By the early '30s the architect had won the respect of Gropius, Le Corbusier, Moholy-Nagy, and other pioneering modernists. Aalto gained wider renown with his Finnish Pavilions for the 1937 Paris International Exhibition and the 1939 New York World's Fair. Le Corbusier praised the "deep-rooted authenticity" of the former, which used timber columns, exterior wood cladding, and views of its wooded Trocadero site to evoke Finland's forests. The New York pavilion was a tour de force dominated by a towering, tilting, serpentine wall clad in wood slats; on it were displayed blown-up photos of Finnish scenery and industry. If the Paris pavilion was further proof that Aalto had absorbed the ideals and vocabulary of the Bauhaus, the New York pavilion confirmed that his creative approach had more to do with cubist collage than with the rectilinear rigor of the International Style.

A remarkable example of this is the Villa Mairea (1938—39). Aalto wrote of the design's "deliberate connection to modern painting." In it he made artful use of natural materials, colors, and textures to transcend the open plan and rectangular white volumes of conventional modernism. Curvilinear forms (the entrance canopy, studio, and pool) counterpoint the angular exterior. Tradition, and the forest, crop up like wind-sown wildflowers: an exterior stone fireplace-cum-stairway, a grass roof, varied wood cladding, a corner splashed with lake-blue tiles, timber railings, a rustic sauna set off like a Japanese teahouse. From the sapling screen at the entrance to the airy, pole-enclosed staircase, wood uprights suggest trees in a sun-streaked forest. Aalto's Villa Mairea is a poetic dialogue between reason and emotion, a bridge between the modernist future and the primeval past—"an instant," wrote one critic, "between memory and imagination."

"Aalto's buildings address the visitor somewhat like a natural environment, so there's a layering of imagery that evokes memories, and stimuli that address all the senses," observes Finnish architect and critic Juhani Pallasmaa. "It's this layered quality in his work that makes it both fascinating and pleasurable. He tried to create discontinuities, when continuity was the normal modernist strategy."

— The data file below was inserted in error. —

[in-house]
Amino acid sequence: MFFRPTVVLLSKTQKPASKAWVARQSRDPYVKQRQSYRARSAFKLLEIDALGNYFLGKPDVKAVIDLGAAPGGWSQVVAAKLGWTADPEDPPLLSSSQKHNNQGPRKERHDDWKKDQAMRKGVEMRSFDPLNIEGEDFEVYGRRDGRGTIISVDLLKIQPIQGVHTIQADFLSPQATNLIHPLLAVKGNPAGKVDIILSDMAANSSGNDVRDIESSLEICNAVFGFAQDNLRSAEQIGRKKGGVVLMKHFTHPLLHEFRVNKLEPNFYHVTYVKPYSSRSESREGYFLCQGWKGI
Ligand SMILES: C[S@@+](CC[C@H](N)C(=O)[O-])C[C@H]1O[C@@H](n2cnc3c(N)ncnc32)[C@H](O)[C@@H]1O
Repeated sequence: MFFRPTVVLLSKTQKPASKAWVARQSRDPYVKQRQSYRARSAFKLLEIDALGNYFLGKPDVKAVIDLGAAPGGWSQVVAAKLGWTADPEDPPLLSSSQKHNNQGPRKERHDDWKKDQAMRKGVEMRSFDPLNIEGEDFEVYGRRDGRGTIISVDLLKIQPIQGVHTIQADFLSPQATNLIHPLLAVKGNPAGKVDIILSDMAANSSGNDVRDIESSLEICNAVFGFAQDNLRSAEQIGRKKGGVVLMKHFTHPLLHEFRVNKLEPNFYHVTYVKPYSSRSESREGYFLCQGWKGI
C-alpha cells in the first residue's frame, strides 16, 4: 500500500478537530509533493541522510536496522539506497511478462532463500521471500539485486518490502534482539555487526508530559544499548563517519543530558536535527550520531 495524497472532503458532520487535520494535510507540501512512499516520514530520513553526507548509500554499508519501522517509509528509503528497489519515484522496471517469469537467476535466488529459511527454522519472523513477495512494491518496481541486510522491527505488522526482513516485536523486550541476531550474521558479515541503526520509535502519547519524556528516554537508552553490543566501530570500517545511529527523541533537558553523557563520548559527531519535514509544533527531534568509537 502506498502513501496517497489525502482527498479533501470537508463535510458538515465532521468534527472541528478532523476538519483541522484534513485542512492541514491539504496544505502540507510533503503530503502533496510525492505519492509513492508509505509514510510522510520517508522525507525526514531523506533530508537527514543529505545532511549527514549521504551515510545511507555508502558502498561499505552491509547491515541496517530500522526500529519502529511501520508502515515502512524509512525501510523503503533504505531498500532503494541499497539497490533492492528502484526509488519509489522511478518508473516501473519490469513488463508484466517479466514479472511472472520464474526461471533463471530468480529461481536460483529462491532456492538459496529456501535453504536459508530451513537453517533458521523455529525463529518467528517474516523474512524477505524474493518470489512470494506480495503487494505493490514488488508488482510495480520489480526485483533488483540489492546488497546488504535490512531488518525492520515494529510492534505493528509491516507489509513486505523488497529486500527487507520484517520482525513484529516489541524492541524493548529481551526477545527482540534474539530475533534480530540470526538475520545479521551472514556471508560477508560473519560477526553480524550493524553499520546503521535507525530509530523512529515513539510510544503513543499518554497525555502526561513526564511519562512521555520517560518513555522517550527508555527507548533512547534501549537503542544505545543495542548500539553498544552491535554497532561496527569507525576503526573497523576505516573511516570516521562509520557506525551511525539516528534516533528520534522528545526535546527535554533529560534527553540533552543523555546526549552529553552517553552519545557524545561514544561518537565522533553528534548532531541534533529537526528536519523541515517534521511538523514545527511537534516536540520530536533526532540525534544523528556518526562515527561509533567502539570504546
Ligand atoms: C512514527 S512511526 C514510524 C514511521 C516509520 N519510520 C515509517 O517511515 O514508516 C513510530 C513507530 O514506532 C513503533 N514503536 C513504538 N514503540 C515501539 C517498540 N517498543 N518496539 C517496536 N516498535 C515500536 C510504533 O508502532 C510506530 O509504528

No one who knew Aalto expected him to hew to the modernist party line. Concerned with the architect's role as social engineer, he designed his share of factories, worker housing, and company towns. But sober Bauhaus realism was too bloodless and formulaic for him. Aalto was no dogmatist, but a pragmatic visionary; in his designs form follows function, but it stops to smell the roses. Unlike Le Corbusier, who could subordinate the practical to the abstract, Aalto put them on the same level and blurred the line between them (witness his experiments at laminating wood for furniture, which yielded branching, curved forms that double as abstract art). This allowed him to employ the same form in different ways, as when the fan-shaped curve at the top of his elegant "X" furniture leg reappeared as part of the vaulted ceiling of the Heilig Geist Church in Wolfsburg (1960—62). "The chair leg is the little sister of the column," he remarked.